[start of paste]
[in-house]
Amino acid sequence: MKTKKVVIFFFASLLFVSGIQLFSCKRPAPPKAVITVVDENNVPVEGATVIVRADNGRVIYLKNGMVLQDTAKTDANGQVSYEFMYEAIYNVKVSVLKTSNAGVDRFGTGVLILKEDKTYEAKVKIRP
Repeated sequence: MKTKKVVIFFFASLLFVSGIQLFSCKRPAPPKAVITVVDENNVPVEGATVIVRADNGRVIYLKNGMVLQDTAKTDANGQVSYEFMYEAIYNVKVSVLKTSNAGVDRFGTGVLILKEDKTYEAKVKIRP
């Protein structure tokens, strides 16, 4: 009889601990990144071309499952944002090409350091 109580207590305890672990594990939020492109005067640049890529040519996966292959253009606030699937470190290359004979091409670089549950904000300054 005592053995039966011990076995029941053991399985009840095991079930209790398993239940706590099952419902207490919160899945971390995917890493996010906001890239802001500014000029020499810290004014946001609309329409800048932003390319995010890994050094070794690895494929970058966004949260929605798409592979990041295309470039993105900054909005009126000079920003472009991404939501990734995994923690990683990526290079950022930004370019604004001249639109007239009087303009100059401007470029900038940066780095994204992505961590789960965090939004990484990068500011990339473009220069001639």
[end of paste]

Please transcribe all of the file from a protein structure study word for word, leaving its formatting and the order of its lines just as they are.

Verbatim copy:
[in-house]
Amino acid sequence: MKTKKVVIFFFASLLFVSGIQLFSCKRPAPPKAVITVVDENNVPVEGATVIVRADNGRVIYLKNGMVLQDTAKTDANGQVSYEFMYEAIYNVKVSVLKTSNAGVDRFGTGVLILKEDKTYEAKVKIRP
Repeated sequence: MKTKKVVIFFFASLLFVSGIQLFSCKRPAPPKAVITVVDENNVPVEGATVIVRADNGRVIYLKNGMVLQDTAKTDANGQVSYEFMYEAIYNVKVSVLKTSNAGVDRFGTGVLILKEDKTYEAKVKIRP
């Protein structure tokens, strides 16, 4: 009889601990990144071309499952944002090409350091 109580207590305890672990594990939020492109005067640049890529040519996966292959253009606030699937470190290359004979091409670089549950904000300054 005592053995039966011990076995029941053991399985009840095991079930209790398993239940706590099952419902207490919160899945971390995917890493996010906001890239802001500014000029020499810290004014946001609309329409800048932003390319995010890994050094070794690895494929970058966004949260929605798409592979990041295309470039993105900054909005009126000079920003472009991404939501990734995994923690990683990526290079950022930004370019604004001249639109007239009087303009100059401007470029900038940066780095994204992505961590789960965090939004990484990068500011990339473009220069001639």